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Drinking Water

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Overview

Drinking water is delivered via one million miles of pipes across the country. Many of those pipes were laid in the early to mid-20th century with a lifespan of 75 to 100 years. The quality of drinking water in the United States remains high, but legacy and emerging contaminants continue to require close attention. While water consumption is down, there are still an estimated 240,000 water main breaks per year in the United States, wasting over two trillion gallons of treated drinking water. According to the American Water Works Association, an estimated $1 trillion is necessary to maintain and expand service to meet demands over the next 25 years.

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Over $105 billion is needed for water funding.
Find out why more funding is needed and how to get it.

Conditions & Capacity

The United States uses 42 billion gallons of water a day to support daily life from cooking and bathing in homes to use in factories and offices across the country. Around 80% of drinking water in the U.S. comes from surface waters such as rivers, lakes, reservoirs, and oceans, with the remaining 20% from groundwater aquifers. In total, there are approximately 155,000 active public drinking water systems across the country. Most Americans – just under 300 million people – receive their drinking water from one of the nation’s 51,356 community water systems. Of these, just 8,674 systems, or 5.5%, serve more than 92% of the total population, or approximately 272.6 million people. Small systems that serve the remaining 17.4% of the population frequently lack both economies of scale and financial, managerial, and technical capacity, which can lead to problems of meeting Safe Drinking Water Act standards.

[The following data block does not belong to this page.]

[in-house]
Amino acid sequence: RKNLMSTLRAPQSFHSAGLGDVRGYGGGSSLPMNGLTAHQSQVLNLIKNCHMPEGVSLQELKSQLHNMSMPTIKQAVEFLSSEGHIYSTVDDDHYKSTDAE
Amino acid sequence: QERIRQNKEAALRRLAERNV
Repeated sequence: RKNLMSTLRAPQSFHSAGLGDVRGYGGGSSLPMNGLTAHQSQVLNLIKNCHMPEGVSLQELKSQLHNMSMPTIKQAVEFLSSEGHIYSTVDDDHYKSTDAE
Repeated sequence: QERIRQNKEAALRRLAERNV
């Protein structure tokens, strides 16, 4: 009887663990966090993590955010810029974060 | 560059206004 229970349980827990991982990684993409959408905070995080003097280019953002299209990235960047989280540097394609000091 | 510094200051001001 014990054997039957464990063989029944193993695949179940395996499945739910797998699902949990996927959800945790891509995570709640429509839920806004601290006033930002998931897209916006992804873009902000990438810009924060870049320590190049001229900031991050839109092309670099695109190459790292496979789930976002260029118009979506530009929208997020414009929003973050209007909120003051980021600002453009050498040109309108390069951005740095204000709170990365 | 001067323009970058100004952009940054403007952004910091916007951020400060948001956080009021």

Conditions & Capacity

Funding

While drinking water infrastructure is funded primarily through a rate-based system, the investment has been inadequate for decades and will continue to be underfunded without significant changes as the revenue generated will fall short as needs grow.  According to the American Water Works Association, upgrading existing water systems and meeting the drinking water infrastructure needs of a growing population will require at least $1 trillion.

Funding
$150 Billion
Investment Needed
$45 Billion
Funding Provided
Water and Wastewater Infrastructure Funding

Future Need

Municipal drinking water consumption in the United States has declined by 5% this decade, marking the first time in nearly 40 years that water use at home has decreased. Total freshwater withdrawals this decade continue to decline in almost every sector including agriculture, industrial, domestic, and thermoelectric. This is primarily due to increased efficiencies and the reduction in withdrawals for retired coal-fired power plants.

Future Need

Public Safety

Drinking water quality in the United States remains the safest in the world. The EPA sets legal limits for over 90 contaminants in drinking water. The Safe Drinking Water Act (SDWA) allows states to set and enforce their own drinking water standards as long as the standards meet or exceed EPA’s minimum national standards. Smaller systems that serve under 10,000 people report that a lack of resources and personnel can limit the frequency of testing, monitoring, maintenance, and technical capability in their systems.  With sufficient funding and proper oversight, these risks can be mitigated and water quality can remain safe.